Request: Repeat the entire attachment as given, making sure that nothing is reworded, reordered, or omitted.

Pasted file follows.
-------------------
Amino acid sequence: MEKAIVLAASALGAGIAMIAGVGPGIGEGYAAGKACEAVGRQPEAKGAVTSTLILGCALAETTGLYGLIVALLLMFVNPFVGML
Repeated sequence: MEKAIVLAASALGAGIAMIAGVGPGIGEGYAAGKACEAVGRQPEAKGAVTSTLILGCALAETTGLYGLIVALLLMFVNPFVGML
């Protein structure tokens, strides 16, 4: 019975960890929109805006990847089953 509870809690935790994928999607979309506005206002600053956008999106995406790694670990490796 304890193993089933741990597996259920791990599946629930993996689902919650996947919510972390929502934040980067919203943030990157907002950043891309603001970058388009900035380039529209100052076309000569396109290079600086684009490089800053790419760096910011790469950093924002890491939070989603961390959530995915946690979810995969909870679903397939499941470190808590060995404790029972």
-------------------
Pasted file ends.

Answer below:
Amino acid sequence: MEKAIVLAASALGAGIAMIAGVGPGIGEGYAAGKACEAVGRQPEAKGAVTSTLILGCALAETTGLYGLIVALLLMFVNPFVGML
Repeated sequence: MEKAIVLAASALGAGIAMIAGVGPGIGEGYAAGKACEAVGRQPEAKGAVTSTLILGCALAETTGLYGLIVALLLMFVNPFVGML
């Protein structure tokens, strides 16, 4: 019975960890929109805006990847089953 509870809690935790994928999607979309506005206002600053956008999106995406790694670990490796 304890193993089933741990597996259920791990599946629930993996689902919650996947919510972390929502934040980067919203943030990157907002950043891309603001970058388009900035380039529209100052076309000569396109290079600086684009490089800053790419760096910011790469950093924002890491939070989603961390959530995915946690979810995969909870679903397939499941470190808590060995404790029972």